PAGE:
So the quark gluon plasma has a shear. But this shear then should also be present in the dual description, ie for the black hole. In his paper, Brett studies such a sheared black hole in the AdS space – and the interesting thing is that he finds it to be unstable. If one takes into account that pairs of branes can be produced in the AdS background, then one can see that in fact an infinite amount of brane pairs can be produced because the brane action is unbounded from below.

But what does this mean?

The description of the quark gluon plasma that the AdS/CFT duality offers does not take into account that the formation, and subsequent fragmentation into hadrons, is a dynamical, time-dependent process. Brett thus argues that in a realistic situation after formation of the plasma it takes some while until the system is affected by the instability. He estimates the time it takes for the instability to develop and finds that for currently existing experiments at RHIC and at the LHC the plasma is stable for a time longer than it exists in the collision zone anyway. So there is nothing to observe in these experiments.

The relevant quantity here is the chemical potential. At RHIC and LHC it is very small, essentially because the collision is so highly energetic that very many particle-antiparticle pairs are created. However, for some upcoming new experiments, such as the ones planned at FAIR, that operate at a comparably low collision energy, the instability might become observable for realistic values of the impact parameter!

Brett is however very careful to point out that while the theoretic argument for the instability is solid, one should not take too seriously the numbers one obtains from his estimate. Since a truly dynamic treatment of the system is presently not feasible, what he does is instead is to calculate the time it takes for signals of an impending instability to propagate in the AdS background. One should not expect the result to be very precise.

Be that as it may, this opens the exciting possibility that upcoming experiments might observe an effect that could only be anticipated by use of the AdS/CFT duality.

Thursday, December 06, 2012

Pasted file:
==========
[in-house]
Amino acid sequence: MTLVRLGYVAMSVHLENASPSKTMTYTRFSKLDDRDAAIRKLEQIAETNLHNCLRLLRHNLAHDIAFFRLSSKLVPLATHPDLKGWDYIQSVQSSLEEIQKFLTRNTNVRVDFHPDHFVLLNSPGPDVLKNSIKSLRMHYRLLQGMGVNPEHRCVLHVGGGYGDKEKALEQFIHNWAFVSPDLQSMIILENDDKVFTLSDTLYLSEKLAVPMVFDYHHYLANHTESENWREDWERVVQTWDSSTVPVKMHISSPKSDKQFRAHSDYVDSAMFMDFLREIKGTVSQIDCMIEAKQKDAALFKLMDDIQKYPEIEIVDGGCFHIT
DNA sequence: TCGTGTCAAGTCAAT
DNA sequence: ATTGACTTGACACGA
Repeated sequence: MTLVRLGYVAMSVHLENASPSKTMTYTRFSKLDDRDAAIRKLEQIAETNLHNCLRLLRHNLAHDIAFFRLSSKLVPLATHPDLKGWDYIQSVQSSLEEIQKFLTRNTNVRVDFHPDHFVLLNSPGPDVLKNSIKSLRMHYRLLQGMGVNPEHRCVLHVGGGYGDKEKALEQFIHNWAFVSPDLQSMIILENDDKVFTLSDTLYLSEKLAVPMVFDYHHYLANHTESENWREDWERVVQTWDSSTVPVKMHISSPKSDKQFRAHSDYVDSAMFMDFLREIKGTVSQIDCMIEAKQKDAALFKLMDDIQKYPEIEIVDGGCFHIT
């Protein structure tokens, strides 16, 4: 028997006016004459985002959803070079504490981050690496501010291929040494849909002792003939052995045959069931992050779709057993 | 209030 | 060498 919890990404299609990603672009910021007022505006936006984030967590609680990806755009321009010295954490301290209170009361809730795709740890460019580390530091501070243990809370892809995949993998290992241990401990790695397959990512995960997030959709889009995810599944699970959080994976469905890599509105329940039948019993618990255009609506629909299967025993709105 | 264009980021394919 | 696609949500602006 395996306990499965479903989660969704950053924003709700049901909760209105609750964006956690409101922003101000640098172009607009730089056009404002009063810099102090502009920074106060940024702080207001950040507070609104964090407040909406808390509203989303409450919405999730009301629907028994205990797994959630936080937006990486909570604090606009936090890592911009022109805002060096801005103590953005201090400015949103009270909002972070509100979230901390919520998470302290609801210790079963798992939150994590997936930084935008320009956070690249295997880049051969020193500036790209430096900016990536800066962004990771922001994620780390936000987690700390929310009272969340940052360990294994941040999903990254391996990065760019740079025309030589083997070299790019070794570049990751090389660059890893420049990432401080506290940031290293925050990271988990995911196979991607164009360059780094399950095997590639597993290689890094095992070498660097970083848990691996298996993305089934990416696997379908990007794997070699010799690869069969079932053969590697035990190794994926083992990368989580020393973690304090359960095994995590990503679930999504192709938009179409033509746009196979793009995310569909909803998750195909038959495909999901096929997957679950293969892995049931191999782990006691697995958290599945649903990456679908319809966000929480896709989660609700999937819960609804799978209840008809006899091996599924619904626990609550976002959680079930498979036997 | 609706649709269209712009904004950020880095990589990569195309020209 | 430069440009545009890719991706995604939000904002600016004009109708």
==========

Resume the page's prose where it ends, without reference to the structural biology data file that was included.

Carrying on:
How liquid crystals handle conflicting boundary conditions

Two weeks ago, we discussed nematic films: thin layers of liquid crystals in solution, dropped on a substrate. These thin films are pretty to look at in polarized light, but they also teach us a lot about the behavior of the molecules in solution. Because the thin films can be easily manipulated with electric and magnetic fields, or changes in temperature and boundary conditions, they are excellent experimental territory.

This is interesting physics not only because we use liquid crystals and other types of soft matter in many every-day applications, but also because of their closeness to biological systems: Most of your body is molecules in solution, and most of your body’s processes depend on the organization and interaction of these molecules. Granted, most molecules in biological systems are larger and more complex than the molecules in these thin layers, but one has to start somewhere.

So let us look again at the image of the nematic film that we have seen earlier. Note the not quite regular stripes. Interesting.

Thin Nematic Film
Image source: arXiv:1010.0832 [cond-mat.soft]

This, it turns out, is not the only type of regular structure that one can find in nematic films if they are thin enough. Sometimes one also finds little squares.

Source. Image Credits: Oleg Lavrentovich

This behavior has puzzled physicists since it was first observed, almost 20 years ago. Especially it has not been understood theoretically at which thickness of the film such modulations start to appear and what determines their size. The width of the film is typically at least 20 times or so larger than the length of the molecules, so this cannot be the relevant scale.

This puzzle is what Oksana Manyuhina, now a postdoc at Nordita, and collaborators studied in their paper
    Instability patterns in ultrathin nematic films: comparison between theory and experiment